Russia skipped U.N. Security Council negotiations on Tuesday on whether to extend approval for cross-border aid access into Syria, diplomats said, as China pushed for “solutions” to its concerns about unilateral sanctions and aid transparency.
The council mandate for the long-running U.N. operation delivering aid into northern Syria from Turkey is due to expire on Saturday. Veto-powers Russia and China are wary of renewing it, while Western members want to re-authorize and expand it.
U.N. officials say there can be no substitute for the cross-border aid operation, which was first approved in 2014.
“The cross border aid operation has been the safest and most reliable way of getting aid to people,” Mark Cutts, U.N. deputy regional humanitarian coordinator for the Syria crisis, told an event at the United Nations in New York, organized by Canada, Dominican Republic, the Netherlands, Qatar and Turkey.
“In the last year we’ve been delivering an average of just over 1,000 trucks a month of aid into northwest Syria. It’s absolutely vital now that we keep this aid operation going,” Cutts said.
The Security Council is negotiating a resolution, drafted by Ireland and Norway, to authorize aid deliveries through two crossings: one from Turkey and one from Iraq. But Russian U.N. Ambassador Vassily Nebenzia said last week he is only discussing a possible extension of U.N. approval for the Turkish crossing.
While Russia – an ally of Syrian President Bashar al-Assad -did not show up to negotiations on Tuesday, diplomats said they were still separately engaging with key members. Russia’s U.N. mission did not immediately respond to a request for comment.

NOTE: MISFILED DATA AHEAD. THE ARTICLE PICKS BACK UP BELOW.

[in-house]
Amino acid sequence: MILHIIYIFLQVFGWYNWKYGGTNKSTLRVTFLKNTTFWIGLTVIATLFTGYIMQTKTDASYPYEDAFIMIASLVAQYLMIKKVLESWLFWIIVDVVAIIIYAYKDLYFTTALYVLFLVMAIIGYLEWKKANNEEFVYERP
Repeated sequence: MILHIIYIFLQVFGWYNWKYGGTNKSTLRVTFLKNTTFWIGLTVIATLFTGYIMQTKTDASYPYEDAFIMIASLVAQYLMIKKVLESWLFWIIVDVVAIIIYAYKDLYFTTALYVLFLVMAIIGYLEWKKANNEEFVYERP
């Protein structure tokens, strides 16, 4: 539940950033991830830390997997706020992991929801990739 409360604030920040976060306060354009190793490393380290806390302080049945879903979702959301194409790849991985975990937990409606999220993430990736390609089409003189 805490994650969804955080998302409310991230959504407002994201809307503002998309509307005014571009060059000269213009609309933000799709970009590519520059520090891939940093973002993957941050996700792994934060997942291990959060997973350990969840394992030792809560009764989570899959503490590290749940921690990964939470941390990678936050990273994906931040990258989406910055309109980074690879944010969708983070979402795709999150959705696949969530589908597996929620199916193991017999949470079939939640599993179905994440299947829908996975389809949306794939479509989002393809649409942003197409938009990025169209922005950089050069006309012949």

The council first authorized a cross-border aid operation into Syria in 2014 at four points. Last year, it reduced that to one point from Turkey into a rebel-held area in Syria due to Russian and Chinese opposition over renewing all four.
Russia has said the aid operation is outdated and violates Syria’s sovereignty and territorial integrity. In a swipe at the United States and others, Russia and China have also blamed unilateral sanctions for some of Syria’s plight.
China’s U.N. Ambassador Zhang Jun said on Tuesday that Beijing wanted to see “solutions” to address concerns about unilateral sanctions on Syria, to increase aid deliveries across front lines within the country, and to boost the tranparency of the cross-border aid operation.
U.S. Ambassador to the United Nations, Linda Thomas-Greenfield, said the discussion was not about sanctions.
“It’s a question of the humanitarian needs,” she told reporters, warning that if the one remaining border crossing was closed to aid deliveries: “The repercussions are obvious – people will starve to death.”